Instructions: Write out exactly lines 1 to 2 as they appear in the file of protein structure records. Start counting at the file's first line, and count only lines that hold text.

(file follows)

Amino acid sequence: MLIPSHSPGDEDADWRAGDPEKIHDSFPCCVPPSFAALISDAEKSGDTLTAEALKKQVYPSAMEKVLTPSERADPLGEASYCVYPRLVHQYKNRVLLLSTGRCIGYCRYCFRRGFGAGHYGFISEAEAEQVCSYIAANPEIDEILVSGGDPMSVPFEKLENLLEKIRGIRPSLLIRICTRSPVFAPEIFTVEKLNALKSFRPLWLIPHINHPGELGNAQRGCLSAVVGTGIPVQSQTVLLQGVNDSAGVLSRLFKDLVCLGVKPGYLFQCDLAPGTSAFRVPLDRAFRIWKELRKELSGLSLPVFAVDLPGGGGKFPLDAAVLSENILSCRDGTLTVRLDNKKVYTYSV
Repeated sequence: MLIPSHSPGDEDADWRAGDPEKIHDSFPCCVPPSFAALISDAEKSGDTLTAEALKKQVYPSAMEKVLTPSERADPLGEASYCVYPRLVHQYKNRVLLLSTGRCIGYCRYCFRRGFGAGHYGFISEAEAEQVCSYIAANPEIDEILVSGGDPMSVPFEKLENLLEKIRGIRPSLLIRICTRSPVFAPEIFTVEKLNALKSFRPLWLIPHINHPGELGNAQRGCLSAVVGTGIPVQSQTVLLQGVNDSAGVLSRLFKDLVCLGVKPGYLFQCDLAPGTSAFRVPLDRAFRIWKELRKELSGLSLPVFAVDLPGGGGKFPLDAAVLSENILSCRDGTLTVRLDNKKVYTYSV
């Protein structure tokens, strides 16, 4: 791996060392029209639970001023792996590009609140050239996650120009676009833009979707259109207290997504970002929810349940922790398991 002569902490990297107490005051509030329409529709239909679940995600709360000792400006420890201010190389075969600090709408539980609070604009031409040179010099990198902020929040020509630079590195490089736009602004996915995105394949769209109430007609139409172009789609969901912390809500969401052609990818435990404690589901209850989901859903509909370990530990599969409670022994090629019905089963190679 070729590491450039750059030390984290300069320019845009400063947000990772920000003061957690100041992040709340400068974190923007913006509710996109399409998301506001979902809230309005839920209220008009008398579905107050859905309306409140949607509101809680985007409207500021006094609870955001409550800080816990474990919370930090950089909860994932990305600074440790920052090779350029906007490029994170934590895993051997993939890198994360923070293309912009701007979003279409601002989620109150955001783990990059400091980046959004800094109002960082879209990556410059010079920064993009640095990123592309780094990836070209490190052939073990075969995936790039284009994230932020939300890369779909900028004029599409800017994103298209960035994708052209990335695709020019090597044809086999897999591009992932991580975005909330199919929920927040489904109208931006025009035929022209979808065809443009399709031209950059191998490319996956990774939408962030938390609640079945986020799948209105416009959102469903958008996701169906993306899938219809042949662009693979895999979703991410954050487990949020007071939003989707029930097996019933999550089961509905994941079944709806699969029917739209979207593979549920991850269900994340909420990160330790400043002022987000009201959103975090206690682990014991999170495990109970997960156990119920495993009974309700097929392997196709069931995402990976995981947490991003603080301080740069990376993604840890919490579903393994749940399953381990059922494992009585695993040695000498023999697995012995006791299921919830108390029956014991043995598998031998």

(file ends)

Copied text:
Amino acid sequence: MLIPSHSPGDEDADWRAGDPEKIHDSFPCCVPPSFAALISDAEKSGDTLTAEALKKQVYPSAMEKVLTPSERADPLGEASYCVYPRLVHQYKNRVLLLSTGRCIGYCRYCFRRGFGAGHYGFISEAEAEQVCSYIAANPEIDEILVSGGDPMSVPFEKLENLLEKIRGIRPSLLIRICTRSPVFAPEIFTVEKLNALKSFRPLWLIPHINHPGELGNAQRGCLSAVVGTGIPVQSQTVLLQGVNDSAGVLSRLFKDLVCLGVKPGYLFQCDLAPGTSAFRVPLDRAFRIWKELRKELSGLSLPVFAVDLPGGGGKFPLDAAVLSENILSCRDGTLTVRLDNKKVYTYSV
Repeated sequence: MLIPSHSPGDEDADWRAGDPEKIHDSFPCCVPPSFAALISDAEKSGDTLTAEALKKQVYPSAMEKVLTPSERADPLGEASYCVYPRLVHQYKNRVLLLSTGRCIGYCRYCFRRGFGAGHYGFISEAEAEQVCSYIAANPEIDEILVSGGDPMSVPFEKLENLLEKIRGIRPSLLIRICTRSPVFAPEIFTVEKLNALKSFRPLWLIPHINHPGELGNAQRGCLSAVVGTGIPVQSQTVLLQGVNDSAGVLSRLFKDLVCLGVKPGYLFQCDLAPGTSAFRVPLDRAFRIWKELRKELSGLSLPVFAVDLPGGGGKFPLDAAVLSENILSCRDGTLTVRLDNKKVYTYSV